When we were first instructed to work at home due to Covid-19, for all of us, it meant some adjustments.
Initially, I commented on how interesting it will be to see how Ivy the Wonder Cat copes with her dad (and soon-to-be two dads) always being around. I honestly thought that she would get sick of us encroaching upon her routine, and would become increasingly distant.
The truth is that I underestimated how much attention she really craved.
When I first met Ivy at the pet store, where the local shelter offered cats for adoption, she was the calmest, coolest cat I could imagine.
I didn’t make the connection at first, but she liked having people around. I eventually figured out that because the clerks were in her line of sight from 8 am to 9 pm, in addition to all of the visitors passing by to say hello, this extroverted cat was likely in what was paradise for her.
As much as I was told that cats were pretty independent, little did I know that my pre-Covid work routine might not have been enough attention for her, even though the signs weren’t that obvious to me at first.
I assumed that she slept all day while I was at the office. The evidence showed that at some point she woke up and circulated, as her quota of food was consumed and the litter box was used.
I was under the impression that her world generally revolved around her little basket, with the comfy blanket, overlooking the backyard, supervising the birds, the squirrels and the folks walking their dogs, in between her naps.
On those rare days I might be at home for a sick day or a vacation day, this was generally the pattern she followed. I tried not to interrupt her sleepy routine.
But during the evenings and weekends, I found her to be a generally vocal cat. It hadn’t fully clicked for me as to why she did that.
Ironically, when the work-from-home order started and I was around the house so much more, I found her more calm and meowing much less, despite our imminent move to the country and the growing mountain of packing boxes in every room. Where I thought the disruption might be offensive to her sensitivities, Ivy was seemingly enjoying the cardboard play structures. It must have been like feline Disneyland in her eyes.
She would check in on me periodically throughout the day and she seemed rather pleased that her servant was available for the day shift.
After we moved and continued working from home, when the shock of the move faded, she was genuinely less bothered by our constant presence than I originally estimated.
However, there was still a little drama. There have been times when she was contentedly napping for 4 to 6 hours in the guest bedroom, in a separate corner of the house, but when she woke up she would wail powerfully, like the queen of the manor, “where are my humans and why is my food bowl empty?” Unfortunately, those words have echoed on a couple of conference calls, reaching from coast to coast.
As a result, I have learned to be pretty nimble with the mute button whenever Ivy starts bursting out in song or critiquing the state of the litter box that hasn’t been scooped in the last hour. But everyone is balancing different priorities these days.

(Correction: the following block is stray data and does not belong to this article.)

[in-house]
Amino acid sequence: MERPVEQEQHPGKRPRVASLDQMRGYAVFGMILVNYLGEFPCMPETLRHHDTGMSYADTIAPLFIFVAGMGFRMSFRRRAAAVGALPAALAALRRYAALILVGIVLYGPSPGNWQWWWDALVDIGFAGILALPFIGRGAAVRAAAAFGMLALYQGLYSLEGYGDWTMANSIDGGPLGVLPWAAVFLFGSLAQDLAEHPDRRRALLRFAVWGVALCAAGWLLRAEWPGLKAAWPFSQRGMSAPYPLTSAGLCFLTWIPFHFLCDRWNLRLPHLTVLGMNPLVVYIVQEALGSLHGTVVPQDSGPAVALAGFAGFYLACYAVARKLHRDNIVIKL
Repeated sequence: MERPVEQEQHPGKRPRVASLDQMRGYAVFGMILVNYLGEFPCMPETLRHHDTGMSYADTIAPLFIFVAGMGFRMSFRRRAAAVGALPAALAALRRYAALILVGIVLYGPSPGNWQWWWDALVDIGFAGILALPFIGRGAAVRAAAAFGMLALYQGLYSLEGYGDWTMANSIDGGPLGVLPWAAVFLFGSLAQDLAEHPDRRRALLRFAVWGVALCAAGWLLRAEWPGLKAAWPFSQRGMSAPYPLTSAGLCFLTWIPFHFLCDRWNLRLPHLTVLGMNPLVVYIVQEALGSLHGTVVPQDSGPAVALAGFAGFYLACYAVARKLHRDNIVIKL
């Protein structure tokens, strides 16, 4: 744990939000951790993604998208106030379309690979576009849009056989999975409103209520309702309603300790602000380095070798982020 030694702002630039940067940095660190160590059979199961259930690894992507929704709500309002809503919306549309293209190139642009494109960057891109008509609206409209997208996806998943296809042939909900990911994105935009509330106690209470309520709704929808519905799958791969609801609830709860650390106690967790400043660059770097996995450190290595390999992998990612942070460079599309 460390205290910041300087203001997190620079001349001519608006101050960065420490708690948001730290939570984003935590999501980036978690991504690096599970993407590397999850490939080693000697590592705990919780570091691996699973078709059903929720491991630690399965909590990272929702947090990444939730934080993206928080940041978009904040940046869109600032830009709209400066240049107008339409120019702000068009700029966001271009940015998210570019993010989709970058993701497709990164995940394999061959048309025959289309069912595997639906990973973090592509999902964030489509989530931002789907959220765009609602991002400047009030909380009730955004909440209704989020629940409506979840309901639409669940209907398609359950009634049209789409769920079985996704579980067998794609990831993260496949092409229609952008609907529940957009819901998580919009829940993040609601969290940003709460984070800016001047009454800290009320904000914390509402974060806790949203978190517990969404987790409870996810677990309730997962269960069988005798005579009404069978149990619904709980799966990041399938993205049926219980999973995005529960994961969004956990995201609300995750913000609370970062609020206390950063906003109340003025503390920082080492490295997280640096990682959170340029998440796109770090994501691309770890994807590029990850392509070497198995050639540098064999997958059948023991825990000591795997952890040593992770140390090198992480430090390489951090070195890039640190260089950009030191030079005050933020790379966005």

Either way, I count my blessings, as Ivy is really a good cat and developed into a good communicator. When she is lacking something, she meows and often sits down in the general vicinity where action is needed. It’s pretty simple. I would rather have her meowing than having her destroy anything or having “accidents” to make a point.
But thankfully, more often than not, she quietly joins us in one of the two makeshift home offices, and resumes her nap time in our presence, on one of the many blankets and throws she has claimed in the name of Ivy. Maybe this is the convenience she was lacking when I wasn’t at home, which makes her feel more reassured overall.
Does she suffer from separation anxiety? My partner might say yes as Ivy does get loud when I am out for a socially distanced grocery run… or just on the other side of a closed bathroom door. Anything is possible with a rescue cat that was abandoned. Does she remember that far back? Who knows what motivates such strong reactions.
It makes me wonder how she survived emotionally when I was at the office all day and had the house to herself. Was she similarly needy, but I was never there to witness it?
During the pandemic, Ivy truly had no objections to us being home all the time. In fact, she loved it! And frankly, the feeling is mutual.
As a first time pet owner, what I find so heartwarming is how this little animal finds relaxation and comfort in my presence. For someone who has had his own share of anxiety, it seems a little backward to me, but I must be in a much calmer place myself if she actively seeks me out to feel balanced after all of the changes that we have been through. I am more than happy to oblige.
The best part is that with my retirement just a few months away, I look forward to having more free time to hang out together… as long as it doesn’t disrupt HER routine!
Did you enjoy this post? If you haven’t already, please check out the rest of my blog at andrebegin.blog. From there, you can click on the “Follow” button to receive future posts directly in your inbox. Also, don’t be shy, feel free to tell a friend or to share the link.
Sincere thanks for reading!
Have a great day,
2 responses to “Our Cat’s Reaction to Working from Home”
Same here. Our two cats can’t get enough of us. Sometimes I have to urge them to go find some cat things to do.
Thanks for the feedback and comment. I am glad to hear that we aren’t alone!
Yes, there are times I wish she had her own housekeeping or hobbies to pursue.